Location: Environmental Management Research
Title: COMBINATION OF A UREASE INHIBITOR AND A PLANT ESSENTIAL OIL TO CONTROL COLIFORM BACTERIA, ODOUR PRODUCTION, AND AMMONIA LOSS FROM CATTLE WASTE Authors
Submitted to: Journal of Applied Microbiology
Publication Type: Peer Reviewed Journal
Publication Acceptance Date: May 15, 2007
Publication Date: January 15, 2007
Citation: Varel, V.H., Wells, J., Miller, D.N. 2007. Combination of a urease inhibitor and a plant essential oil to control coliform bacteria, odour production, and ammonia loss from cattle waste. Journal of Applied Microbiology 102:472-477. doi:10.1111/j.1365-2672.2006.03120.x Interpretive Summary: Concentrated animal feeding operations (CAFO) have the potential to emit unacceptable levels of ammonia nitrogen, odor, and pathogens. Two additives used in this study, a urease inhibitor, which keeps manure nitrogen in a non-volatile form (urea) as opposed to ammonia, and thymol, which kills pathogens and reduces odor, indicate thymol enhances the efficiency of the urease inhibitor. This effect is dependent upon diet of the cattle. Waste from cattle fed a 70% corn silage diet and amended with both additives retained 57% of the urea in the waste, in contrast to the waste amended only with the urease inhibitor, which retained 8% of the urea. The combination of these two additives in cattle waste offer the potential to retain nitrogen in manure, thus increasing its fertilizer value. These two additives also reduce malodor and pathogens in the waste.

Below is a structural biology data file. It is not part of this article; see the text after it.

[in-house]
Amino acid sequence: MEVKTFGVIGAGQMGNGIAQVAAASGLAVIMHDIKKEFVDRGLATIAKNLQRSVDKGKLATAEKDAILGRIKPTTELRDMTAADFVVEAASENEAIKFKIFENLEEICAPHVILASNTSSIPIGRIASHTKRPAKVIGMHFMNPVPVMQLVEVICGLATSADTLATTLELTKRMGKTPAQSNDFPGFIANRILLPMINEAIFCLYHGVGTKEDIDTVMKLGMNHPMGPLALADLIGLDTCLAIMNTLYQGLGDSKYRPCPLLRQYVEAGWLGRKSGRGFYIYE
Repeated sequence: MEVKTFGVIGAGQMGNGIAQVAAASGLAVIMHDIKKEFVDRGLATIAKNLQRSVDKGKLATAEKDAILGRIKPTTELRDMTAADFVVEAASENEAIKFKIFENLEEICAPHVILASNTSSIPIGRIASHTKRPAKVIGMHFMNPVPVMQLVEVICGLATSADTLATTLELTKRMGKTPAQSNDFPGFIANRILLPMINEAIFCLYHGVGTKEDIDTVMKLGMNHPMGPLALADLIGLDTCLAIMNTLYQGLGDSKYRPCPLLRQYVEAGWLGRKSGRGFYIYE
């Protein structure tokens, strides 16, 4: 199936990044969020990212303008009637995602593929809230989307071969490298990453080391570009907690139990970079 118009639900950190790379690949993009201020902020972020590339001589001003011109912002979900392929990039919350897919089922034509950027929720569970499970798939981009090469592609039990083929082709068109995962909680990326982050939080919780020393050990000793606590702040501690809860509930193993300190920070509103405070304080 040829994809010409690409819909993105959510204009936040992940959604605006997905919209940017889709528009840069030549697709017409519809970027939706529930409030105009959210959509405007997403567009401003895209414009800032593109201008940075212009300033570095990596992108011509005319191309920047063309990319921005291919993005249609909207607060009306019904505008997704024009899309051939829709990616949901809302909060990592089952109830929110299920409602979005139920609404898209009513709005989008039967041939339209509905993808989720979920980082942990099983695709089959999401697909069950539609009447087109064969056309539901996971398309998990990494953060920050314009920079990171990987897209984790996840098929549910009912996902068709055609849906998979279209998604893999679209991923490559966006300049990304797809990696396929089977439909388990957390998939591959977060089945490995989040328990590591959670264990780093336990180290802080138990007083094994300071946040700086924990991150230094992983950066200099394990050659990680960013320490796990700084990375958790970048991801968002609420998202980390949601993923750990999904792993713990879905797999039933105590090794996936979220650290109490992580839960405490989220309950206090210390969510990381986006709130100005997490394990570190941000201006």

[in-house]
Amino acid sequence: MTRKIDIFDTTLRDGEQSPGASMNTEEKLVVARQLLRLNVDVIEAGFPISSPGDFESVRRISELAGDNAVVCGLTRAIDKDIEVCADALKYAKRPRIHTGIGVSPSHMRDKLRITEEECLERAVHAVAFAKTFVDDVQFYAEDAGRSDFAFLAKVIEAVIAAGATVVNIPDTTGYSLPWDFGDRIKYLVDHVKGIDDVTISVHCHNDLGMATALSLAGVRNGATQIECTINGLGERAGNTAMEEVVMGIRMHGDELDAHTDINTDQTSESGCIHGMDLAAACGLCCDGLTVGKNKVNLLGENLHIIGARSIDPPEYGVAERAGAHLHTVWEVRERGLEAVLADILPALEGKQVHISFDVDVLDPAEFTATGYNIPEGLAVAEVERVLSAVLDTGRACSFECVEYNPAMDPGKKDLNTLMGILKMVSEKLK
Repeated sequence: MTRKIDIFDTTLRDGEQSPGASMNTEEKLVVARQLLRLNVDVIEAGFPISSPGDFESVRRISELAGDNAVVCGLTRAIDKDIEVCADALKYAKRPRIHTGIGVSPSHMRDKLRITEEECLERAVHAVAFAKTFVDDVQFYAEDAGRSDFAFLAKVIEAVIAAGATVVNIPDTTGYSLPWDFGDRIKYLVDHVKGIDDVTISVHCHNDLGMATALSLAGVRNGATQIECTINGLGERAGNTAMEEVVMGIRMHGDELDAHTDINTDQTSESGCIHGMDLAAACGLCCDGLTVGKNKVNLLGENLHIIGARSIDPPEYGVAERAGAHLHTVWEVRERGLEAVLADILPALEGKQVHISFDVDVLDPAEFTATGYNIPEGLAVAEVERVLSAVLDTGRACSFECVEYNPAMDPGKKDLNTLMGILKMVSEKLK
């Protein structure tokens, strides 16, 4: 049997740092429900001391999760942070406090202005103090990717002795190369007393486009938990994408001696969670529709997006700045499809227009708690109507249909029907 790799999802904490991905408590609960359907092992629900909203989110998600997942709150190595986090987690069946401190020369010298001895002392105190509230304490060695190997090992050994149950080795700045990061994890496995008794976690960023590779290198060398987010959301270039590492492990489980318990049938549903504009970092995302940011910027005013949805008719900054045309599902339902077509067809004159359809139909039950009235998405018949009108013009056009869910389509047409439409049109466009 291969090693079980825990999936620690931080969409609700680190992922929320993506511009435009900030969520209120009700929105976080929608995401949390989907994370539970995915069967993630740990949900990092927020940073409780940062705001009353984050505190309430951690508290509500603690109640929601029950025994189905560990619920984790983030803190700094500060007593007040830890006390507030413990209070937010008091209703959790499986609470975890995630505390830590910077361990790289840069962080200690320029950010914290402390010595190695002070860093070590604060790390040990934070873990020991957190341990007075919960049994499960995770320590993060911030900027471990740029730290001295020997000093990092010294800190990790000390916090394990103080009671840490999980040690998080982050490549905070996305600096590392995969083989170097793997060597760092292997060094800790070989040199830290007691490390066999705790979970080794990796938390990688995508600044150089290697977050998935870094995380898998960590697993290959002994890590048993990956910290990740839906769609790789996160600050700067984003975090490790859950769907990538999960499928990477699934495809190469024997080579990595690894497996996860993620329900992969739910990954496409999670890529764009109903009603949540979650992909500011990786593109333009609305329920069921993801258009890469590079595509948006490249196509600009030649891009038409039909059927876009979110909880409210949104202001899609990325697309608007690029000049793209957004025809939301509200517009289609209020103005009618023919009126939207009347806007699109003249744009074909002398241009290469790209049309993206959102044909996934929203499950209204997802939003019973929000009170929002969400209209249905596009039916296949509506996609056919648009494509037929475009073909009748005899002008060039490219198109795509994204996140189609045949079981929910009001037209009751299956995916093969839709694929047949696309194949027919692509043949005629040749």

Technical Abstract: Aim: To evaluate urea hydrolysis, VFA production (odour), and coliforms in cattle waste slurries after a urease inhibitor N-(n-butyl) thiophosphoric triamide (NBPT) and a plant oil (thymol) were added. Methods and Results: Faeces (diet was 70% corn silage and 30% alfalfa haylage), urine, and distilled water in the ratio 50:35:15 were blended at high speed for 1 min. Triplicate aliquots of 750 ml were amended with chemical additives and reblended for 1 min, and were poured into 1.6 L wide-mouth jars covered 90% with a lid. After 56 days, thymol (2000 mg kg**-1 waste) in combination with NBPT (80 mg kg**-1 waste) retained 5.2 g of an initial 9.2 g of urea in cattle waste slurries, compared to less than 1 g of urea retained when NBPT was the only additive (P < 0.05). Another experiment using excreta from cattle fed 76.25% high moisture corn, 19.25% corn silage and a 4.5% supplement with a low speed blending gave a similar response with urea hydrolysis; and thymol alone, and thymol in combination with NBPT reduced VFA production (P < 0.01), and eliminated all coliform bacteria by d 1. A third experiment indicated coliforms disappeared in the no addition treatment after 8 days; however, they were viable at 6.6 × 10**4 CFU g**-1 waste beyond 35 days in the NBPT treatment. Conclusions: Thymol supplements the effect of NBPT by increasing the inhibitory period for hydrolysis of urea in cattle waste slurries and nitrogen retention in the waste. Significance and Impact of the Study: Thymol and NBPT offer the potential to reduce odour and pathogens in cattle manure, and increase the fertilizer value.